Analysis of clinical and immunologic characteristics has revealed that the lymphocyte counts are closely associated with severity of SARS-CoV-2 infection in adult patients, and 63% to 70% of patients with severe disease have lymphopenia and natural killer (NK) cell exhaustion, whereas the level of neutrophils, the main player of the so-called cytokine storm, was increased.5,11,12 Therefore, to facilitate efforts to prevent and control COVID-19 in children, we performed a comprehensive exploration of characteristics of 157 patients with laboratory-confirmed SARS-CoV-2 infection on admission to the hospital and compared the clinical and immune features of mild cases with moderate cases. These findings may help to extend our understanding of the risk factors associated with COVID-19 disease severity in pediatric patients.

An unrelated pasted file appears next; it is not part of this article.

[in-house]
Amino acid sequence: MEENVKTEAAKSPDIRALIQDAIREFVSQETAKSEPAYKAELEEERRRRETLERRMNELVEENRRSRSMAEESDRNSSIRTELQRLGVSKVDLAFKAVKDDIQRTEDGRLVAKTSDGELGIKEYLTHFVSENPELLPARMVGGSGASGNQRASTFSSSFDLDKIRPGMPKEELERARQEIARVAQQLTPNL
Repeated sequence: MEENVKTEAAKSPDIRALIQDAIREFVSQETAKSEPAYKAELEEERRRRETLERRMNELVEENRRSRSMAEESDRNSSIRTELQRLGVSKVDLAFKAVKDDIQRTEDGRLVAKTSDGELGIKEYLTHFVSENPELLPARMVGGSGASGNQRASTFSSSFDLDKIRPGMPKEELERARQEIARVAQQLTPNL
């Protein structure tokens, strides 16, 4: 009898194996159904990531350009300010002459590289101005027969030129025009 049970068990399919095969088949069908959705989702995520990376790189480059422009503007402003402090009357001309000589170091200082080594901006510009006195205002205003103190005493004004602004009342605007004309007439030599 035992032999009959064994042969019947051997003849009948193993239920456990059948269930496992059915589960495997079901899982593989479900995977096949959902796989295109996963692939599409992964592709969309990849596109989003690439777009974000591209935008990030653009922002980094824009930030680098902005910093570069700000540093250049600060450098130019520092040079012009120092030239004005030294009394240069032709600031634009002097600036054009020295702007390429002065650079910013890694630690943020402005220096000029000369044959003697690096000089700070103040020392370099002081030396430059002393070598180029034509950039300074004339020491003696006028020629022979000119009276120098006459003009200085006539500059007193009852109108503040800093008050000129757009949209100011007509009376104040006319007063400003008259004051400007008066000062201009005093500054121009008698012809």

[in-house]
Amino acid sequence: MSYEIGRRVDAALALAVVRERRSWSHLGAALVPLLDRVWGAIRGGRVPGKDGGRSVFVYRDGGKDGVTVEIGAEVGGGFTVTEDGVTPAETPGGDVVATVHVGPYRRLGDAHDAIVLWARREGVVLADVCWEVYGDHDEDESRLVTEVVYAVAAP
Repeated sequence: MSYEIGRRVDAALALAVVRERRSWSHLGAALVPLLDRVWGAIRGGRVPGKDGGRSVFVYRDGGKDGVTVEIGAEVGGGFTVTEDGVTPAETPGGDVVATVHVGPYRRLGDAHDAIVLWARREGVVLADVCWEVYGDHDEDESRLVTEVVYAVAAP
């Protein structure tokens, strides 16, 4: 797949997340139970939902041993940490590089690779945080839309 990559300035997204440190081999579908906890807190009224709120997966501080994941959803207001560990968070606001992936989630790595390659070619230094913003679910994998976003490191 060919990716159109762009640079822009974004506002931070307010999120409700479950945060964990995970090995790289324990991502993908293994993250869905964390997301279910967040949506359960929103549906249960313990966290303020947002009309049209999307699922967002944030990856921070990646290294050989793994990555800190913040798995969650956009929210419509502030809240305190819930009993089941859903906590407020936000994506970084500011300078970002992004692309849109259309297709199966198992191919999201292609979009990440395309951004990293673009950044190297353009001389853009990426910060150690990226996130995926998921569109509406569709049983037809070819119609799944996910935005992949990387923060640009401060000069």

We performed a retrospective review of medical records of 157 pediatric patients admitted to Wuhan Children’s Hospital with laboratory-confirmed SARS-CoV-2 infection and a definite clinical outcome (ie, death or discharge) as of April 18, 2020. Wuhan Children’s Hospital is responsible for the treatment of pediatric patients with COVID-19, as assigned by the government. Diagnosis, clinical classifications, and complication definitions for COVID-19 were based on the New Coronavirus Pneumonia Prevention and Control Program (7th edition), published by the National Health Commission of China.13 All cases with COVID-19 tested positive for SARS-CoV-2 by use of real-time polymerase chain reaction assay either on throat or anal swab samples in Wuhan Children’s Hospital. The clinical outcomes (ie, discharges, mortality) were observed from January 25 to April 18, 2020.